Our BFF Management

When I attended a seminar last year about working with your dog’s problematic behaviors, the first thing the CPDT-KA trainer told us was, “From now on, don’t let your dog perform the behavior you want to solve.” Of course everyone in the room looked at each other like “hey lady, if that worked then we wouldn’t be here!” – but she was right; when you are dealing with a problematic behavior, you should do everything in your power to keep your dog out of situations where they can practice the behavior.  This is because of one key point: practiced behaviors get rewarded, and rewarded behaviors get repeated.

This concept of management has helped immensely with Johnnie while teaching her to be a well-behaved house dog.  Whenever we are presented with an “issue,” we first see how we can manage it. Sometimes you can simply better manage behaviors and not necessarily change your whole life or spend buckets of money on training to solve the problems. Note: this is obviously for minor stuff, NOT aggression or safety issues, which should be dealt with by a professional trainer (although if you have a reactive dog, definitely keep them out of situations where they feel the need to react for the same reason of preventing practice!).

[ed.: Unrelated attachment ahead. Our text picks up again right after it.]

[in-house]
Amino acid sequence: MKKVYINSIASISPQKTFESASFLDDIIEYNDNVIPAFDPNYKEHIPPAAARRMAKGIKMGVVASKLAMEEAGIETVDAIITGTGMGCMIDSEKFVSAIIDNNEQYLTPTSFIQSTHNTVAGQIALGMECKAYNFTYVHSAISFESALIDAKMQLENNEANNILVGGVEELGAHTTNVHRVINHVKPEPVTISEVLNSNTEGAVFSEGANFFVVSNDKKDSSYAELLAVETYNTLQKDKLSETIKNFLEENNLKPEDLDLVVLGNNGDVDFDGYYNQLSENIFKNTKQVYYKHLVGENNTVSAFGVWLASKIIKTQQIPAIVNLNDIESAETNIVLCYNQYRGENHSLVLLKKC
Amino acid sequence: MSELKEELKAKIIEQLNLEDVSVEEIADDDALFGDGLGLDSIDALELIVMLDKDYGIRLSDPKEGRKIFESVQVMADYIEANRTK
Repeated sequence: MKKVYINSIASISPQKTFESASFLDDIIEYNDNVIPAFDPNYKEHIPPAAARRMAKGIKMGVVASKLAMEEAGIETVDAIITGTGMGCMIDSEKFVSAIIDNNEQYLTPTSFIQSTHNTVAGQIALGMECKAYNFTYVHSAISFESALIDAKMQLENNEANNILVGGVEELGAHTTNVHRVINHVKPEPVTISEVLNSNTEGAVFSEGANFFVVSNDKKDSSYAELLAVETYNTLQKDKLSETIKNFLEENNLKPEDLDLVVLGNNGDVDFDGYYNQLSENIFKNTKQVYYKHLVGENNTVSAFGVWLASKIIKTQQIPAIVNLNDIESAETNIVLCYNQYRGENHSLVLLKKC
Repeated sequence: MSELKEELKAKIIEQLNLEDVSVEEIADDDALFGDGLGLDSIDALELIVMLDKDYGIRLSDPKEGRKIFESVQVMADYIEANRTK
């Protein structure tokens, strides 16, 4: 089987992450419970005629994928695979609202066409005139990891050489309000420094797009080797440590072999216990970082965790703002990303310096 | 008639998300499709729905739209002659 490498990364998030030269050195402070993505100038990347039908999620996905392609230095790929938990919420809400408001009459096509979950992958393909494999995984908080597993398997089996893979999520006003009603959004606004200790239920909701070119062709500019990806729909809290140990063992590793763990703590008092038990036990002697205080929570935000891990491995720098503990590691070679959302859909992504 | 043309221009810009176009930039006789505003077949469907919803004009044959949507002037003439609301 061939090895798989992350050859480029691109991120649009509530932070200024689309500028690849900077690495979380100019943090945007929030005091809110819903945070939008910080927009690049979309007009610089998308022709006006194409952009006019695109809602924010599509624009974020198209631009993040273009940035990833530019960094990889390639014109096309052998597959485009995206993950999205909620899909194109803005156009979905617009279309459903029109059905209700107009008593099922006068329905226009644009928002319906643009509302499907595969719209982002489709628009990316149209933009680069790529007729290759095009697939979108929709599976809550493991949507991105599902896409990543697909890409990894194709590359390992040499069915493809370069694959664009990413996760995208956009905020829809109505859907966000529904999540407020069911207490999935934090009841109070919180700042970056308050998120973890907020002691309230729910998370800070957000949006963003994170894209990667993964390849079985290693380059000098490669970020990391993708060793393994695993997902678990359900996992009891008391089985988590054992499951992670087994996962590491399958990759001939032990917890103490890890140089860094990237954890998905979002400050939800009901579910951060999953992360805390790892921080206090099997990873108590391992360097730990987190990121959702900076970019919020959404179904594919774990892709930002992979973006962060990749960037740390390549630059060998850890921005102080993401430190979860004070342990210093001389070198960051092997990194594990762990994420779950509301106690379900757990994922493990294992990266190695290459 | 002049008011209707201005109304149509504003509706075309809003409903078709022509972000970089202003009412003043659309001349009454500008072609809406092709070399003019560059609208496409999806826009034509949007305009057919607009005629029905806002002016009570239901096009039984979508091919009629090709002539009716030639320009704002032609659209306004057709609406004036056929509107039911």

Some examples of easy-to-manage behaviors: putting lids on your trash cans to keep your dog from stealing nasty stuff, making sure you pick up and put away all your socks and shoes and valuables so your dogs can’t chew them when you’re not watching (seriously? he ate your Ray-Bans? why were they within doggy reach to begin with?), closing your blinds so your dog can’t be reactive out the window, keeping your dog away from the door when strangers come over so he cannot jump on them, etc. These small adjustments can make a world of difference in your dog’s behavior. Furthermore, if you do end up investing in training, a lack of management can totally throw off your progress. Because, like we said above, practiced behaviors get rewarded, and rewarded behaviors get repeated.